2017 Volkswagen Tiguan road test review
Until now, owning an entry-level German luxury SUV was limited to three options -- the Mercedes-Benz GLA, the BMW X1 and the Audi Q3. What's changed? Well, Volkswagen has brought us one of its bestselling SUVs worldwide, the Tiguan. Our guess is that VW hopes the Tiguan will turn its fortunes around in a market which is mostly dominated by just a few players. But what's more important here is if the Tiguan, with its comparatively humble VW badge, has what it takes to appeal to the customers looking to make their step into the entry-level German luxury SUV segment. Let's find out!
Design and build
When it comes to the design, I've heard mixed opinions. Some say it doesn't look striking enough to feel like you're in a big expensive German SUV, and I noticed this while driving around in Mumbai. It hardly caught any attention in the hustle and bustle of the city thanks to its understated looks. But take it away from all that and I find that it looks quite fetching. Chiselled is the word I'd use to describe how the Tiguan looks from the outside. Simple straight lines run all around the body that make it look muscular but not bulky. Even the eight-spoke 18-inch wheels are sculpted and go very well with the overall theme.
Up front, you have the large LED headlights which neatly integrate into the grille, while all the lines, right from those on the bonnet to the ones on the bumper, bring your attention to the VW badge at the centre. Move to the side, and you'll find that the strong character line running horizontally across the shoulder is the most defining element here. This line flows to the rear and forms a neat fold just about the boomerang-shaped tail lights. Again, the VW badge seems to be the centre of attention here with all the lines and creases leading your eyes right to it. What also catches you attention here are the tail lights with their zig-zag LED detailing.
The interior of the Tiguan, like the rest of the car, is not at all flashy. Even though the entire cabin is finished in black, it still feels quite roomy thanks to the large windows. Fit and finish, as you would expect of an expensive German car, are top-notch, and the plastic trims, which neatly integrate into the interesting shapes all around the cabin, keep it looking far from boring. The layout is quite ergonomic too with all the controls spread out sufficiently and within arm's reach.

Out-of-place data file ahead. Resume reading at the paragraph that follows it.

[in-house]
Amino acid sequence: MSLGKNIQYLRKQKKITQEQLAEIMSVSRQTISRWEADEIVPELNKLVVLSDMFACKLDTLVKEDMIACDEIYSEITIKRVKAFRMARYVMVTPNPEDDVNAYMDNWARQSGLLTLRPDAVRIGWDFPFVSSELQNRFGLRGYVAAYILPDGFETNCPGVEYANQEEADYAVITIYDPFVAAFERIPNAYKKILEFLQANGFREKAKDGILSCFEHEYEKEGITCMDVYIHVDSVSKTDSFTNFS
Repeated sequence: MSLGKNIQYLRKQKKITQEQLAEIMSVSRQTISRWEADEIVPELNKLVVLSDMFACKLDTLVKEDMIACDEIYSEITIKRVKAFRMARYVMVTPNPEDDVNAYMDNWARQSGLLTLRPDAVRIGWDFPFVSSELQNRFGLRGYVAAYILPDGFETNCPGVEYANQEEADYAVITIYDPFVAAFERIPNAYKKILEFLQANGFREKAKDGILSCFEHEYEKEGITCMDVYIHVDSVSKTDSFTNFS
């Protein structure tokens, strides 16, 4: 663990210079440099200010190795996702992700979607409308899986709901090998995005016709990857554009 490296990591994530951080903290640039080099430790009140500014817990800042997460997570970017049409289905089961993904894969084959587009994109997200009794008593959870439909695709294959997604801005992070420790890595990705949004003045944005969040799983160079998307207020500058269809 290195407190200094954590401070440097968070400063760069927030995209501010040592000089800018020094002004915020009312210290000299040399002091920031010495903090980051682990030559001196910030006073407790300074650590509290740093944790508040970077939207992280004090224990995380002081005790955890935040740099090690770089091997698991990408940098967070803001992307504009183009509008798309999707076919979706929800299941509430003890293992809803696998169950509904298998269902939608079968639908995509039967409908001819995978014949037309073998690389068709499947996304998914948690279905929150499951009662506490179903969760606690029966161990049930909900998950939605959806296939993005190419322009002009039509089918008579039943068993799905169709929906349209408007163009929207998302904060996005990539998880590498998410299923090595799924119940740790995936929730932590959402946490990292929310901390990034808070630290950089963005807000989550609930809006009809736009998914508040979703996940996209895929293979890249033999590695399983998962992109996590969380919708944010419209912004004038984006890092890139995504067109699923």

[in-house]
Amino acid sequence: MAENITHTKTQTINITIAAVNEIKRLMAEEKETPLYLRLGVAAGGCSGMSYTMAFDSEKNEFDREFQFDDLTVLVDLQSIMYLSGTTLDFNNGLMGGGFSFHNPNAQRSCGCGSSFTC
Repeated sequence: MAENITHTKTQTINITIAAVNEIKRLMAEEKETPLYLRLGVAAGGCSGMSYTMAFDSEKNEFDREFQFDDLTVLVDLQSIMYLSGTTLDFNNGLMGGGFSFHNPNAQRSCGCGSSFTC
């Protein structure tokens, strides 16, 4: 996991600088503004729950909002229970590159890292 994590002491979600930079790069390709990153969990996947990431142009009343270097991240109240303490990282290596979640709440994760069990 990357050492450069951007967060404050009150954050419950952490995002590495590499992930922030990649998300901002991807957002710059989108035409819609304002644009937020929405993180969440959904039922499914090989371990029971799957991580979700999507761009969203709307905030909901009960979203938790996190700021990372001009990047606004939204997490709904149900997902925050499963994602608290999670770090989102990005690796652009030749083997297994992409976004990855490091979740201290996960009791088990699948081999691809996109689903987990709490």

For a car that doesn't look very large from the outside, there's surprisingly a lot of space inside. I'm 6 feet tall and with the driver's seat adjusted accordingly, there's still plenty of kneeroom for rear passengers, who also get a foldout tray. Headroom is very good too and while there's more than enough shoulder room to seat three at the back, the high transmission tunnel could be a problem for the person sitting in the middle. The rear seats can be reclined and slid back, but that's mostly to increase boot space which, at its least, stands at an impressive 615 litres. I do wish the bottom half of the rear seat was inclined upwards for better under thigh support. The front seats, on the other hand, are pretty comfortable, except maybe, it could have done with a little more under thigh support too.
Engine and performance
In India, the Volkswagen Tiguan is offered with just one engine -- a 2.0-litre turbo diesel -- and no, it's not from the infamous EA 189 series. It makes 143PS and 340Nm which, on paper, sounds quite low for a car in this segment. However, on the road, it feels more than sufficient. There's just a little bit of lag at the lower end of the range which you'll never really notice unless you purposely short shift. But from around 1,800rpm there's a strong pull almost all the way up to the 4,500rpm redline. Max torque comes in from 1,750rpm and stays till 2,750rpm while max power comes in at 4,000rpm. Power delivery is very linear, but still feels just about aggressive enough to keep the drive interesting. Admittedly, the engine isn't the quietest diesel unit out there, with a fair amount of noise creeping into the cabin. But it is super smooth, free-revving and is very responsive to throttle inputs.
And that's great because it goes hand in hand with the super smooth 7-speed DSG unit. I've always been a big fan of VW's dual-clutch transmissions and this one meets the mark. It doesn't downshift as aggressively as you'd expect, but the best way to drive this car is to ride that surge of torque from the 2,000rpm mark even at higher gears. But if you still insist you want that downshift, there's always the paddle shifters.
The Tiguan is primarily a front-wheel-drive car, but the 4Motion all-wheel-drive system is constantly monitoring loads and sending power to the rear wheels whenever necessary. As standard, the Tiguan gets four modes to suit the type of terrain you're on -- Normal for tarmac, Snow, Off-road and Off-road Individual. These control throttle and steering sensitivity, the 4x4 system and transmission settings. There are four other modes for when you're on tarmac -- Normal, Eco, Sport and Individual -- which alter steering sensitivity, engine mapping and shift points. In Sport mode, 0-100kmph comes up in 9.6 seconds, which is quite good. To put things into perspective, the FWD Hyundai Tucson, with a 185PS/400Nm 2.0-litre turbo diesel, does 0-100kmph in 9.3 seconds. That's how much of a difference an all-wheel-drive system makes!